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informs.org.

**Vol. 9, No. 3, May 2009, pp. 148–157
**

issn 1532-0545 09 0903 0148

informs

®

**doi 10.1287/ited.1090.0033tn
**

© 2009 INFORMS

I N F O R M S

Transactions on Education

Teaching Notes

**BlueSky Airlines: Single-Leg Revenue
**

Management (A–C)

Robert A. Shumsky

**Tuck School of Business, Dartmouth College, Hanover, New Hampshire 03755,
**

robert.shumsky@dartmouth.edu

D

**istribution: To maintain the integrity and usefulness of cases published in ITE, distribution of this teaching
**

note to any other party is prohibited. Please refer interested instructors to ITE for access to the teaching

notes.

Introduction

**students have been introduced to revenue management. I have previously assigned the case in advance
**

of class and then spent from 30 minutes to one hour

of class time discussing the students’ solutions.

When using all three cases, I have assigned the (A)

and (B) Cases in advance of class and asked the students to submit spreadsheets with solutions to both

cases before class begins. During the 90-minute class

we would devote approximately 40 minutes to discussing the (A) Case, 20 minutes on the (B) Case, and

the remaining 30 minutes working through the (C)

Case together in class (students are told in advance to

bring their laptops to class). I usually ask students to

pair up, and I try to match a student with relatively

little simulation experience with one who is more comfortable with the material. I tell pairs that the weaker

student should be the one with hands on the keyboard.

Finally, a note on timing: I have used this full plan

for Cases (A)–(C) only once, in an elective on service

operations management. The schedule was a bit tight

and we had to rush the discussion of the spiral-down

effect in the (C) Case. In the future I may spread the

material over more than one class period.

**These cases focus on the revenue management of a
**

single ﬂight leg with two fare classes and uncertain

demand. The (A) Case asks the students to forecast

high-fare demand and implement a simple bookinglimit policy. The (B) Case uses simulation to establish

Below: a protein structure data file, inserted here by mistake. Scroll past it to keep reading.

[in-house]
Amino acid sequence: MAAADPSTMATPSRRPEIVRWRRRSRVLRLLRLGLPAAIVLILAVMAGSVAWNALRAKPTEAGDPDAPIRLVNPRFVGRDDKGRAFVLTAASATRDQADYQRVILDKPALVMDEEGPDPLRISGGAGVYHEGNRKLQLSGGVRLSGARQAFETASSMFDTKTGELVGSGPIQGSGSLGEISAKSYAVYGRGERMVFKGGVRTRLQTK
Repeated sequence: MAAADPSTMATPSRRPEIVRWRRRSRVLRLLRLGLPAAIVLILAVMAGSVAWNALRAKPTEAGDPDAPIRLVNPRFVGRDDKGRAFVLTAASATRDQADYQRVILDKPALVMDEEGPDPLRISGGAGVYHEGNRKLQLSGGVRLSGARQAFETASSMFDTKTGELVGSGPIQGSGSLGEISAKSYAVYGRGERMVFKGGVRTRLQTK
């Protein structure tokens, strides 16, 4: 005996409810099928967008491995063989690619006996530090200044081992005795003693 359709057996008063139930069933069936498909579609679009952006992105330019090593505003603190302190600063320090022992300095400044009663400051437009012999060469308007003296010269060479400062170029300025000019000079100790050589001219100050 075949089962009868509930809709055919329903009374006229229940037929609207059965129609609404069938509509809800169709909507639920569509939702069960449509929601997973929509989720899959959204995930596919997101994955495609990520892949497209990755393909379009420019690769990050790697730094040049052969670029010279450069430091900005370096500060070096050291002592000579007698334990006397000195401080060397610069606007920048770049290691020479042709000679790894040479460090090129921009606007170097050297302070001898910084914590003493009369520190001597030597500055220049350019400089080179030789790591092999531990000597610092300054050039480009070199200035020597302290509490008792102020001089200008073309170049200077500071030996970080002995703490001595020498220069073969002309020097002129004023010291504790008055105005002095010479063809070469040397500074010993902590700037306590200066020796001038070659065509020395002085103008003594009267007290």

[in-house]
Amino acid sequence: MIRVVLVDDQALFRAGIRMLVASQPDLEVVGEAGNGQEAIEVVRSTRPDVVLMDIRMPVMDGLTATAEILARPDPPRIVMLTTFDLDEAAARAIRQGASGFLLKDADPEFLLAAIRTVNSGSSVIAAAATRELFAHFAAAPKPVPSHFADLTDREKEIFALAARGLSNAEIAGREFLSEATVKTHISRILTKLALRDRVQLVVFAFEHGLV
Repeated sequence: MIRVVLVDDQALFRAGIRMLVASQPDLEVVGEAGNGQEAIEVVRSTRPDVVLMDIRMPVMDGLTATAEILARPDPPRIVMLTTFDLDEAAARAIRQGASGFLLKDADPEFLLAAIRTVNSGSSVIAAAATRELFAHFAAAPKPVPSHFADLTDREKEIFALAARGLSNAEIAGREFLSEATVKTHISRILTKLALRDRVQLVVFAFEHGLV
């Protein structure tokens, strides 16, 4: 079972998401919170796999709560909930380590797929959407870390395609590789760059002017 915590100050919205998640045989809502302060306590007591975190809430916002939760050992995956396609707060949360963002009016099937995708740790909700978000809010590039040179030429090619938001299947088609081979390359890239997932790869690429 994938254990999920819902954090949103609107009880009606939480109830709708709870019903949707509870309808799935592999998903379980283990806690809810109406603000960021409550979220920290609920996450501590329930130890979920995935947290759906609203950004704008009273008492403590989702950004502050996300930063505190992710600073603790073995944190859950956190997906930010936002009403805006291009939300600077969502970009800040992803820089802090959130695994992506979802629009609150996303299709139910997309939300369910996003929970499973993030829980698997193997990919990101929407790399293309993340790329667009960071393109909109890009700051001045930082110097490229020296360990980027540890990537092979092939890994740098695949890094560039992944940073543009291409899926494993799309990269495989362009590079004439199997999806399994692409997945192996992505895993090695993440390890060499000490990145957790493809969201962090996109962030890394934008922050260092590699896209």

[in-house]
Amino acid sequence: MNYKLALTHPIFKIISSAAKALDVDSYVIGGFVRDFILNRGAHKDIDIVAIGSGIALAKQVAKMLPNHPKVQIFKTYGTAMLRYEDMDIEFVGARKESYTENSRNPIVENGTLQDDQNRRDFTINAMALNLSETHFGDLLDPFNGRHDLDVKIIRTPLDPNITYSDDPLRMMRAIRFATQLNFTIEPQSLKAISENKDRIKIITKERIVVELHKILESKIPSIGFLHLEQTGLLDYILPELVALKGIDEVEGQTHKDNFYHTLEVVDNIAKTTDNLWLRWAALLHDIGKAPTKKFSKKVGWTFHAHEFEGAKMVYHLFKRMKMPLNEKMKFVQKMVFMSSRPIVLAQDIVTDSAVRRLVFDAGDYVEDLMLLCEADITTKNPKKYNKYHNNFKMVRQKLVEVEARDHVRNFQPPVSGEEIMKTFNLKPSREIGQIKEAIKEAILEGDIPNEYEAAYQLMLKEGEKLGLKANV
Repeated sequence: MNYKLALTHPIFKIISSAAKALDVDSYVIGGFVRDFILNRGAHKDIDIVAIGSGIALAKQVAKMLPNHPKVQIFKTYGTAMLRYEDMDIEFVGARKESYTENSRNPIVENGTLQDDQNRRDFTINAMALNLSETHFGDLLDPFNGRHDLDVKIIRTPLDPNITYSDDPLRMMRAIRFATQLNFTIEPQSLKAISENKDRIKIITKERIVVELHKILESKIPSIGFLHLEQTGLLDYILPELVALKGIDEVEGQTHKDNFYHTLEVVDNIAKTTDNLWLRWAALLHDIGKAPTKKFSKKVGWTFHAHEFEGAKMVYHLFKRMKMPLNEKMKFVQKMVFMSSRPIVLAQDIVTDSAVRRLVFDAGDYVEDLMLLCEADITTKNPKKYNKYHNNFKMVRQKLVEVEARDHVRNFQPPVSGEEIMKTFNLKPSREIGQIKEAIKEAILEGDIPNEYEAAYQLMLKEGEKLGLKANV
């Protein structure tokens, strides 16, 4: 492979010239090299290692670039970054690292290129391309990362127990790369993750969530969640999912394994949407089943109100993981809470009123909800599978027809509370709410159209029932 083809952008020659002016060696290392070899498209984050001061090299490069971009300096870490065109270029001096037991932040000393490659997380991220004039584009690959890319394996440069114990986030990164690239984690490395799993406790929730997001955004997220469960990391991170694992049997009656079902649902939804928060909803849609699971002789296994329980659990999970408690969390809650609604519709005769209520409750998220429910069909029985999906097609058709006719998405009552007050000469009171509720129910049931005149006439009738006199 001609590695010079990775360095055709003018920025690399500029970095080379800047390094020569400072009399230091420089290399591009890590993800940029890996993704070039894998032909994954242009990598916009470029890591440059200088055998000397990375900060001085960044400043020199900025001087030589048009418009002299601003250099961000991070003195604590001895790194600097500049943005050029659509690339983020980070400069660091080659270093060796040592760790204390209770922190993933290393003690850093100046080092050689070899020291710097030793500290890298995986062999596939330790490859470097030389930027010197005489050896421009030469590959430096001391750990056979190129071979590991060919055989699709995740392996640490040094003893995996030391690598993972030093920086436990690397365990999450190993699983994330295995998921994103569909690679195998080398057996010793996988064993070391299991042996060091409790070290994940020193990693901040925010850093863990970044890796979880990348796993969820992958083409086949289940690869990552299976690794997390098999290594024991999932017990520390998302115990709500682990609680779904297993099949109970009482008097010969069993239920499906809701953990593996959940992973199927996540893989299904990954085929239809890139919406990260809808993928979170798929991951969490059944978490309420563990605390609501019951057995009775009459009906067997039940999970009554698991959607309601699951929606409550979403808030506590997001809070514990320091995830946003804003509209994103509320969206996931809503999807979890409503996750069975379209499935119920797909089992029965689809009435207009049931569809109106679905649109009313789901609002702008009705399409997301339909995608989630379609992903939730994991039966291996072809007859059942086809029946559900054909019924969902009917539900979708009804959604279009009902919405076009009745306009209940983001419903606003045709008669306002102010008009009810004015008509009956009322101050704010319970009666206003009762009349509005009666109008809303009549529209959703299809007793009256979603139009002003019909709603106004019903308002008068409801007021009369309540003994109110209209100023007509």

booking limits in the presence of buy-up behavior and

cancellations. The (C) Case focuses on the spiral-down

effect, which occurs when there is a mismatch between

the revenue management optimization model and

actual customer behavior.

This Teaching Note ﬁrst describes the logistics for

using the cases: the order of the cases, choosing

assignments, and the timing of class discussions. Then

the note summarizes each case, describes potential

solutions, and provides guidelines for class discussions. The last section describes technical background,

extensions, and additional reference material. The

ﬁnal section may be particularly useful for instructors

without a strong background in revenue management

as the section or its references may provide answers

to students’ questions about the implementation of

revenue management systems. The ﬁnal section also

explains how the models in this case may be adapted

to handle multileg itineraries in an airline network, as

described in the BlueSky Airlines: Network Revenue

Management Case Series.

Single-Leg Revenue Management (A)

**This case provides students with the opportunity to
**

build a statistical forecasting model and to use the

output from this model in a simple revenue management decision. This section describes how the data

were generated, potential solutions to the problem,

and provides some guidance on how the case can be

discussed in class.

Using the Cases

**Single-Leg Revenue Management (A) Case may be
**

used as a stand-alone case to emphasize the links

between statistics and operations management. The

case may be assigned during the ﬁrst week after the

148